THE USEFULNESS OF FINANCIAL STATEMENT IN ASSUASIVE THE PERFORMANCE COMPANIES AND IN GUIDING INVESTMENT DECISIONS
(A CASE STUDY OF SUNRISE FLOUR MILL LTD ENUGU)
The use of financial statement in any business organisation cannot be over emphasized financial statements are needed by variety of people for different purposes . for instance, the government needs the financial books of a company for taxation purposes, the investors want to know how profitable a company is and also the management of a company will like to know the level of their performance: all these cannot be known without the analysis of financial statements of the company or companies involved.
The research work therefore, studies the usefulness of financial statements in assessing the performance of companies and in guiding investment decisions, in order to provide investors, management, government and others what the company is worth.
TABLE OF CONTENTS
Table of contents
List of figures
1.1 Statement of problem
1.2 objectives of study
1.3 significance of study
1.4 research questions
1.5 scope and limitations
1.6 formation of hypothesis
1.7 definition of terms
2.0 Review of related literature
2.2 Basic concepts
2.3 Further assumptions and principles
2.4 Benefits of financial statement
3.0 Research design and methodology
3.1 Source of data
3.3 Interview method
3.4 Sample design
3.5 Method of investigation
3.6 Statistical method for data analysis
4.1 Interpretation of data
4.2 Testing of hypothesis
5.0 Summary, findings, conclusion
5.3 Appendix – Questionnaire
LIST OF TABLE
1. Trading account
2. cost of goods sold
3. statement of changes in financial position of companies
4. Profit and loss appropriation account schedule profit and loss account for the year suded 31st Dec 1995 and 1996.
5. analysis of result
6. analysis of questionnaire respondents
7. analysis of respondent department
8. pie chart distribution of respondent department
9. analysis of responses
10. analysis of responses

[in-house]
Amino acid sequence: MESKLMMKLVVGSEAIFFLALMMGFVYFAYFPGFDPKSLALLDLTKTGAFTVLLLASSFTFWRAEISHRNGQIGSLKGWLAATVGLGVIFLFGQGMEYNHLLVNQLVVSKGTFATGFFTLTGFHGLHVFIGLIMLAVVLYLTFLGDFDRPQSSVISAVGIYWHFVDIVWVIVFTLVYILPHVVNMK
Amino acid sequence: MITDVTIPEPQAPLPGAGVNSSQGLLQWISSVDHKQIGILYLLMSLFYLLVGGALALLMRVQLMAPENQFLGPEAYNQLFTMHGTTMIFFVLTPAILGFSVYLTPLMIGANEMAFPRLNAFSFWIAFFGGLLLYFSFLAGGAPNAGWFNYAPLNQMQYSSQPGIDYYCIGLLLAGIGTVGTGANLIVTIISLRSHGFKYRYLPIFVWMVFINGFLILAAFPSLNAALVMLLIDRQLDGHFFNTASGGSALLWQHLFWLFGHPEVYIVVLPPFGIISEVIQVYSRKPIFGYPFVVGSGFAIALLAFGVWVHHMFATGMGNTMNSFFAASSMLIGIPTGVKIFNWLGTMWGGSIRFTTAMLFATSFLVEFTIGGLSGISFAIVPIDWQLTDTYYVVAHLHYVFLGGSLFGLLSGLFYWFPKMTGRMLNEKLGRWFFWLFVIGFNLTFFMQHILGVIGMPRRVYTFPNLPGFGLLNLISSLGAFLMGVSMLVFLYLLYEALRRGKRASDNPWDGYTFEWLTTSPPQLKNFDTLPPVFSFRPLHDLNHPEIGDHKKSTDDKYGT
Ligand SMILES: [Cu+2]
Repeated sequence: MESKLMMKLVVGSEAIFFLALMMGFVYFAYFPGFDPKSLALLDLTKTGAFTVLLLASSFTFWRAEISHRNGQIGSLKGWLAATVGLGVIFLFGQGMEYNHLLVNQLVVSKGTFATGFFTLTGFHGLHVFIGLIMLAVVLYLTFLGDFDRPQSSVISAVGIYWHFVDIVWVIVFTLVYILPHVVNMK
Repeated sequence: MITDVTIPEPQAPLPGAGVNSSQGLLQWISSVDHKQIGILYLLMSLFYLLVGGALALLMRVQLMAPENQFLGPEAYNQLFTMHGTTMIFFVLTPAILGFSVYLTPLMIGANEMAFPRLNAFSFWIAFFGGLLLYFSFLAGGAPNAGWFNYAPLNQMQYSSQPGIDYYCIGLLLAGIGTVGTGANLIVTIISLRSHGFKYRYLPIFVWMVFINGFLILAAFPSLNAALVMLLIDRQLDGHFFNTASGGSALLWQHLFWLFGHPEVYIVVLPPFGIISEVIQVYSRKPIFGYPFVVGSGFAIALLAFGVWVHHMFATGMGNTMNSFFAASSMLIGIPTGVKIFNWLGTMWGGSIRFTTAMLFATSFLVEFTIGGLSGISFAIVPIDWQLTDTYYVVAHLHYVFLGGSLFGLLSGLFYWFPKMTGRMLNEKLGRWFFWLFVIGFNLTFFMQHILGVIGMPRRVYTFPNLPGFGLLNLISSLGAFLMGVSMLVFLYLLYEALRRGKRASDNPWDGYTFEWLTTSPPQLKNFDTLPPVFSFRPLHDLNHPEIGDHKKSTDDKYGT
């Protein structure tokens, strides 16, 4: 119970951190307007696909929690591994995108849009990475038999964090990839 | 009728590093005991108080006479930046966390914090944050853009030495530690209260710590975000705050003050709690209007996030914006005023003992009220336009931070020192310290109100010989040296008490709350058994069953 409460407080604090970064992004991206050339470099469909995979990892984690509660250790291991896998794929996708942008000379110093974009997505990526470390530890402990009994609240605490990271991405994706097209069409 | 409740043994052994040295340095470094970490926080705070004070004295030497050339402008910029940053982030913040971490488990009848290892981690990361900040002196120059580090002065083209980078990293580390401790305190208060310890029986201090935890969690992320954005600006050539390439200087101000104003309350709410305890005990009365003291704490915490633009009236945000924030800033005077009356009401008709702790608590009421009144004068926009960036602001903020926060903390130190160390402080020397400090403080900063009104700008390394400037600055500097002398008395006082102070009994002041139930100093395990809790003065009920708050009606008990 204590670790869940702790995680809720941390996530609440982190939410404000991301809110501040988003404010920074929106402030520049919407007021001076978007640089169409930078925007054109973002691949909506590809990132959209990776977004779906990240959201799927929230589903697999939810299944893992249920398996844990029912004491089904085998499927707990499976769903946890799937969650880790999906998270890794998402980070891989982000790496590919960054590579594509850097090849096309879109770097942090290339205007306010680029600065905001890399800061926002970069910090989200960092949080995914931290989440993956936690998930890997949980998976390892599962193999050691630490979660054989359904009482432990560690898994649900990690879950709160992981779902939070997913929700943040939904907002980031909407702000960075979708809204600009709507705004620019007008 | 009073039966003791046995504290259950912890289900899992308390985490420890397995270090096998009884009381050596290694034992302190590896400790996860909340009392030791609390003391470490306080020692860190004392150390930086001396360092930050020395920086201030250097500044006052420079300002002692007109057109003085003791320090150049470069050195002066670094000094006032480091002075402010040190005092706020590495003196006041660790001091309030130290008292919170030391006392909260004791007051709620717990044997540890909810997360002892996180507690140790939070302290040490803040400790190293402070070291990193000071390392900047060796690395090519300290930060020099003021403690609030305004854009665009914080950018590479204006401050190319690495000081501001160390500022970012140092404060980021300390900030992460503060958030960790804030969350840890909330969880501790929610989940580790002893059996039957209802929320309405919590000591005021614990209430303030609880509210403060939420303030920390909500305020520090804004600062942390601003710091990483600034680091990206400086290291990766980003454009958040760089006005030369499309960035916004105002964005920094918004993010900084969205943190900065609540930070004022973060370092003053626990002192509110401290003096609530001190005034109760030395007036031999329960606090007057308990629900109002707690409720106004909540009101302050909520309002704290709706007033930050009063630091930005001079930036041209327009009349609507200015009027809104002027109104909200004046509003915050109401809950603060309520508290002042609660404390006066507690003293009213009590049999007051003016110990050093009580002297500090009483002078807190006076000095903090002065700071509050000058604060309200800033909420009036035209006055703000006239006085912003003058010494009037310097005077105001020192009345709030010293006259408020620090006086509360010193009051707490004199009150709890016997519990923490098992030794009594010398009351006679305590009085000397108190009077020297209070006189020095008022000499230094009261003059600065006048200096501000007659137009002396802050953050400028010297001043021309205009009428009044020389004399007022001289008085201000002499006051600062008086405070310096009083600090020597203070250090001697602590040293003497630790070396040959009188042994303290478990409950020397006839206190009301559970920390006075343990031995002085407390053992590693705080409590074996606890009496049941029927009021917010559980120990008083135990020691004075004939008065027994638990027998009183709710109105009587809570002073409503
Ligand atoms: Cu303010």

11. analysis of responses
12. analysis of responses
13. test of hypothesis
14. test of hypothesis 11
15. test of hypothesis 111
16. Balance sheet as at 31st December, 199 and 1996.
A financial statement is defined by accounting standard committee (ASC) as a balance sheet, profit and loss accounts, and statement of source and application of unds, notes and other statements, which collectively are intended to give a true and fair view of the financial position and profit or loss. Several companies incorporate fixed assets valuations into their balance sheets, in which case the depreciation charge in profit and loss is based on revalued amount. Some companies draw up their financial statements on a current cost basis, but this is rare compared with the use of historical cost or modified historical cost.
A financial statement is part of a company’s annual report, the purpose of which is to communicate information about the company to those who have the right to receive it for instance, the shareholders, in addition to investors, potential investors and other users of financial statements.
It provides an indication of company’s trading performance and gives a snapshot of aspects of its financial position at a particular date. At a minimum, a financial statement consist is of accounting policy, balance sheet, profit and loss portraying organizations and income and expenditure for non-trading organizations, notes to the account, directors report, sources and application of fund and value added statement. The analysis of financial statement or an account is therefore the interpretation, amplification and translation of facts and financial statements, the purpose is to draw relevant conclusions, therefore, making of inferences as to business operations, financial positions and future prospects.